> One proposal turns art from a product into a service. That is, you pay
> the artist for his time, not for each copy of the output. An artist
> would agree to release a new artwork only when enough people had pledged
> to pay for it. Once it was released, it would be freely available.
> He might release a partial or low-quality version ahead of time to show
> people what the final product would be like.
That's actually quite a cool idea. You might combine an idea of "private
clubs" with art produced this way. Kind of like patronage for the masses.
Everyone who chips in gets to be a paid-up member, with all kinds of extra
priveleges with regard to merchandise, artist contact, and being legally
allowed to call themselves whatever the "club members" are called (king
doody chicken, or something like that) etc, which cannot be bought after the
pledge amount is reached. People love to be members of elite (or not so
elite) clubs, this would work rather well.
> Now there are obvious problems with this, and I will mention one or two.
> However, the important thing to keep in mind is, this is not intended to
> maintain the status quo. It may turn out that not as many artists (or
> programmers) get paid as much as they get paid today. We don't know the
> shape of the future, but obviously things will be different, and this may
> be an area where things change. If it seems that this system will cause
> less art to be produced, we know that supply and demand will drive the
> price of the artist's labor upward. The net result is hard to predict.
I think it's probably quite workable. It's got some warts (using information
hiding instead of true ownership), but it's probably quite strong.
> The first objection is the "free rider" problem. Why should anyone
> pledge if they know they can get the work for free once others have
> pledged enough? The reason is because if everyone thinks this way, they
> won't get any art. So sooner or later people will break down and pledge.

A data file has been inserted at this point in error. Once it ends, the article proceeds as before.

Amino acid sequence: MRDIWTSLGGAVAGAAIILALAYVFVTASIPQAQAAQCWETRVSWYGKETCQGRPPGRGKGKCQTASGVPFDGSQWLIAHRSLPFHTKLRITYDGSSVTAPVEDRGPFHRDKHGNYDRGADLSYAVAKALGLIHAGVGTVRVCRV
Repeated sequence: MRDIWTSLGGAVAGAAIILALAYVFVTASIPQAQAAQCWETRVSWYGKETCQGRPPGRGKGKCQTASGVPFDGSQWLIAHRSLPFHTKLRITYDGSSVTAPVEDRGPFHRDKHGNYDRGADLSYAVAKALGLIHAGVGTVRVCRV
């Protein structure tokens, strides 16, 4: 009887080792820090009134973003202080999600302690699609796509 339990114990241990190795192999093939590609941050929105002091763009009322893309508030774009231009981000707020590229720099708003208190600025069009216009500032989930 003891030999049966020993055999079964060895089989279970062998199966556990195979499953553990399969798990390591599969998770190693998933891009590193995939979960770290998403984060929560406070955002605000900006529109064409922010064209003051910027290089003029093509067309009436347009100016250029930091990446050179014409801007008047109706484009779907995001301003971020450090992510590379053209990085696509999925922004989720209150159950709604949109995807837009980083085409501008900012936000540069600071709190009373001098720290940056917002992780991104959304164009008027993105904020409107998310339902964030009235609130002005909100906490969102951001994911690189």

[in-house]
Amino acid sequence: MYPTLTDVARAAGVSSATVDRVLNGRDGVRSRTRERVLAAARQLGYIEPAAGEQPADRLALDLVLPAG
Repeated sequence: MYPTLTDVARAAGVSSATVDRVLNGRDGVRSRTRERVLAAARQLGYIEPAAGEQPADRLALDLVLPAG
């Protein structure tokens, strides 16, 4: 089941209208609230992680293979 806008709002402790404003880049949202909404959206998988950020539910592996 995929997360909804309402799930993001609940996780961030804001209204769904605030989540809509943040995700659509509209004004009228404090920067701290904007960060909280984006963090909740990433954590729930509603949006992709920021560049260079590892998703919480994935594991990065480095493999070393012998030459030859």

> People pay money now for PBS and other services they could get for free,
> for exactly this reason.
I think you are right about this, with one caveat; it depends highly on the
dominant memes out there. If the dominant meme is "you should support
creators of art whose work you consume", then that's ok. If the dominant
meme is "f*ck the system, I'm not paying nuthin", then it's not so good. I
think Napster promotes the second meme, and they get rich doing it,
pretending they are the People's Hero. Scum.
This actually strongly highlights the urgent need for a secure electronic
cash system. I know that I freeride on the net as much as (more than) anyone
else. Why? Because I need instant gratification, and I don't often have an
easy way to pay (stuck with an Australia only credit card, for one thing,
d'oh!), and even if I do, it's often so much more of a hassle to pay for
quality when you can get something dodgy for free. Convenience is far more
of a concern than price to me. I don't think I'm alone on this.
> The second objection is how new artists get started. Why should anyone
> pay for the work of an untried artist? New artists would have to release
> their works for free, initially. Novelists could publish the first half
> of their novel freely, then demand payment to finish it. Musicians could
> release some songs, then demand payment to make more. This is really